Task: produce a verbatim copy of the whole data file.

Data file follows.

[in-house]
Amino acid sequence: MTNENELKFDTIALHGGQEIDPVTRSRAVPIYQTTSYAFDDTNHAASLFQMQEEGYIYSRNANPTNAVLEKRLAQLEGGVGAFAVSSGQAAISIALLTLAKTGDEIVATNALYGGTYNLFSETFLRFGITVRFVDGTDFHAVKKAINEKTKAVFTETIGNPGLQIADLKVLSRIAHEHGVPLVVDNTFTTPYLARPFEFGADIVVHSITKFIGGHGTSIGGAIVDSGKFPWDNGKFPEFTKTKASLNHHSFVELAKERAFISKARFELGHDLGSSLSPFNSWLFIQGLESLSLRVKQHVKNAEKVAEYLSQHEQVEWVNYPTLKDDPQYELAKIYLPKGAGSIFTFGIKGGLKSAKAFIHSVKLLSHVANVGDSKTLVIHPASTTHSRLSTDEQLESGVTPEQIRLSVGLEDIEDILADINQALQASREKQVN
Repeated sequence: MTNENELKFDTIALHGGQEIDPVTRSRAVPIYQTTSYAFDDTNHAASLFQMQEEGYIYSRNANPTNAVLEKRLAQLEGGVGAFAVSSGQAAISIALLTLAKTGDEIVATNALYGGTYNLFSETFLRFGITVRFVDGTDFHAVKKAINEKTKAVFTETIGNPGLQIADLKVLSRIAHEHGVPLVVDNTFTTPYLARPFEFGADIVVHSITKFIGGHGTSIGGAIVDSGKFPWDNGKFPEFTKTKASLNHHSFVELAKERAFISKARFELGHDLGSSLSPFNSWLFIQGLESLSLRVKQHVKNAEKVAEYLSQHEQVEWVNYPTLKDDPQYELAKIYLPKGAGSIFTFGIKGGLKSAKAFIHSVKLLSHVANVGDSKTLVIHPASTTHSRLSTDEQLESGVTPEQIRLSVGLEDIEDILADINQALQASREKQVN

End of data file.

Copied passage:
[in-house]
Amino acid sequence: MTNENELKFDTIALHGGQEIDPVTRSRAVPIYQTTSYAFDDTNHAASLFQMQEEGYIYSRNANPTNAVLEKRLAQLEGGVGAFAVSSGQAAISIALLTLAKTGDEIVATNALYGGTYNLFSETFLRFGITVRFVDGTDFHAVKKAINEKTKAVFTETIGNPGLQIADLKVLSRIAHEHGVPLVVDNTFTTPYLARPFEFGADIVVHSITKFIGGHGTSIGGAIVDSGKFPWDNGKFPEFTKTKASLNHHSFVELAKERAFISKARFELGHDLGSSLSPFNSWLFIQGLESLSLRVKQHVKNAEKVAEYLSQHEQVEWVNYPTLKDDPQYELAKIYLPKGAGSIFTFGIKGGLKSAKAFIHSVKLLSHVANVGDSKTLVIHPASTTHSRLSTDEQLESGVTPEQIRLSVGLEDIEDILADINQALQASREKQVN
Repeated sequence: MTNENELKFDTIALHGGQEIDPVTRSRAVPIYQTTSYAFDDTNHAASLFQMQEEGYIYSRNANPTNAVLEKRLAQLEGGVGAFAVSSGQAAISIALLTLAKTGDEIVATNALYGGTYNLFSETFLRFGITVRFVDGTDFHAVKKAINEKTKAVFTETIGNPGLQIADLKVLSRIAHEHGVPLVVDNTFTTPYLARPFEFGADIVVHSITKFIGGHGTSIGGAIVDSGKFPWDNGKFPEFTKTKASLNHHSFVELAKERAFISKARFELGHDLGSSLSPFNSWLFIQGLESLSLRVKQHVKNAEKVAEYLSQHEQVEWVNYPTLKDDPQYELAKIYLPKGAGSIFTFGIKGGLKSAKAFIHSVKLLSHVANVGDSKTLVIHPASTTHSRLSTDEQLESGVTPEQIRLSVGLEDIEDILADINQALQASREKQVN